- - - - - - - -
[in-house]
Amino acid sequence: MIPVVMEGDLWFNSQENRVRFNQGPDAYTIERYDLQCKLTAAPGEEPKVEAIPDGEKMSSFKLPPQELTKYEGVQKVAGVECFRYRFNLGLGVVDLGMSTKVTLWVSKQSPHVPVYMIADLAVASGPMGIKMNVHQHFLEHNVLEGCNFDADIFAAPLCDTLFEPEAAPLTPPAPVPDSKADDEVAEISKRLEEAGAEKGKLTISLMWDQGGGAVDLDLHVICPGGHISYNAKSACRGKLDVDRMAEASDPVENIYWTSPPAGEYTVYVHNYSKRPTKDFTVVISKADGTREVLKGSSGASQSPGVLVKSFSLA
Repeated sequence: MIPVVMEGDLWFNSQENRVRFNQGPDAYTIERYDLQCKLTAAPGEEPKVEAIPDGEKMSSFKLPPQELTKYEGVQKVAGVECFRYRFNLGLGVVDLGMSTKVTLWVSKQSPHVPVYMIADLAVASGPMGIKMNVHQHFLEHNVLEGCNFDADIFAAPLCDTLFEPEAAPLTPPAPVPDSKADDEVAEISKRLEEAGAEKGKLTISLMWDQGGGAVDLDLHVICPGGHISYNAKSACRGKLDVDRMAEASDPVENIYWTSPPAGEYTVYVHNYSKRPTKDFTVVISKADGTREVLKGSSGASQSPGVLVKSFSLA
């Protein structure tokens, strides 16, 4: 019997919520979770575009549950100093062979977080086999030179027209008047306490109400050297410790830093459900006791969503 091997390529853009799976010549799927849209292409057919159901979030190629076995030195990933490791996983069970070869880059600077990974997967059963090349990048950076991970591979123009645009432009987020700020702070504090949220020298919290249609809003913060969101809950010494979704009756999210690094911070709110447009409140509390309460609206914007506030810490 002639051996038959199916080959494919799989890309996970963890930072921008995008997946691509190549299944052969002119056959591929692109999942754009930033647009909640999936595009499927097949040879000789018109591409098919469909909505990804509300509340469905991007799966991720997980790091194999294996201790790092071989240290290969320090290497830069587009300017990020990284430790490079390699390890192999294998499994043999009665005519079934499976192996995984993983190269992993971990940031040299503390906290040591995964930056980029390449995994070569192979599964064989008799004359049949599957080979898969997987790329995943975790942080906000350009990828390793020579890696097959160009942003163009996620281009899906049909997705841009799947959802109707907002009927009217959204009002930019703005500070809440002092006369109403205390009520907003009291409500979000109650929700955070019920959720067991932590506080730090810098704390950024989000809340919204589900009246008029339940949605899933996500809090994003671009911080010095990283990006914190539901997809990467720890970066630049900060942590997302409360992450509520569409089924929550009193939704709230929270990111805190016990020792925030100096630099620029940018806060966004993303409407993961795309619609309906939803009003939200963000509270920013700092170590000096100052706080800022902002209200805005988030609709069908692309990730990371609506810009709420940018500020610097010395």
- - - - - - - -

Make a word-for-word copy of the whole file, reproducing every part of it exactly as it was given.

[in-house]
Amino acid sequence: MIPVVMEGDLWFNSQENRVRFNQGPDAYTIERYDLQCKLTAAPGEEPKVEAIPDGEKMSSFKLPPQELTKYEGVQKVAGVECFRYRFNLGLGVVDLGMSTKVTLWVSKQSPHVPVYMIADLAVASGPMGIKMNVHQHFLEHNVLEGCNFDADIFAAPLCDTLFEPEAAPLTPPAPVPDSKADDEVAEISKRLEEAGAEKGKLTISLMWDQGGGAVDLDLHVICPGGHISYNAKSACRGKLDVDRMAEASDPVENIYWTSPPAGEYTVYVHNYSKRPTKDFTVVISKADGTREVLKGSSGASQSPGVLVKSFSLA
Repeated sequence: MIPVVMEGDLWFNSQENRVRFNQGPDAYTIERYDLQCKLTAAPGEEPKVEAIPDGEKMSSFKLPPQELTKYEGVQKVAGVECFRYRFNLGLGVVDLGMSTKVTLWVSKQSPHVPVYMIADLAVASGPMGIKMNVHQHFLEHNVLEGCNFDADIFAAPLCDTLFEPEAAPLTPPAPVPDSKADDEVAEISKRLEEAGAEKGKLTISLMWDQGGGAVDLDLHVICPGGHISYNAKSACRGKLDVDRMAEASDPVENIYWTSPPAGEYTVYVHNYSKRPTKDFTVVISKADGTREVLKGSSGASQSPGVLVKSFSLA
């Protein structure tokens, strides 16, 4: 019997919520979770575009549950100093062979977080086999030179027209008047306490109400050297410790830093459900006791969503 091997390529853009799976010549799927849209292409057919159901979030190629076995030195990933490791996983069970070869880059600077990974997967059963090349990048950076991970591979123009645009432009987020700020702070504090949220020298919290249609809003913060969101809950010494979704009756999210690094911070709110447009409140509390309460609206914007506030810490 002639051996038959199916080959494919799989890309996970963890930072921008995008997946691509190549299944052969002119056959591929692109999942754009930033647009909640999936595009499927097949040879000789018109591409098919469909909505990804509300509340469905991007799966991720997980790091194999294996201790790092071989240290290969320090290497830069587009300017990020990284430790490079390699390890192999294998499994043999009665005519079934499976192996995984993983190269992993971990940031040299503390906290040591995964930056980029390449995994070569192979599964064989008799004359049949599957080979898969997987790329995943975790942080906000350009990828390793020579890696097959160009942003163009996620281009899906049909997705841009799947959802109707907002009927009217959204009002930019703005500070809440002092006369109403205390009520907003009291409500979000109650929700955070019920959720067991932590506080730090810098704390950024989000809340919204589900009246008029339940949605899933996500809090994003671009911080010095990283990006914190539901997809990467720890970066630049900060942590997302409360992450509520569409089924929550009193939704709230929270990111805190016990020792925030100096630099620029940018806060966004993303409407993961795309619609309906939803009003939200963000509270920013700092170590000096100052706080800022902002209200805005988030609709069908692309990730990371609506810009709420940018500020610097010395």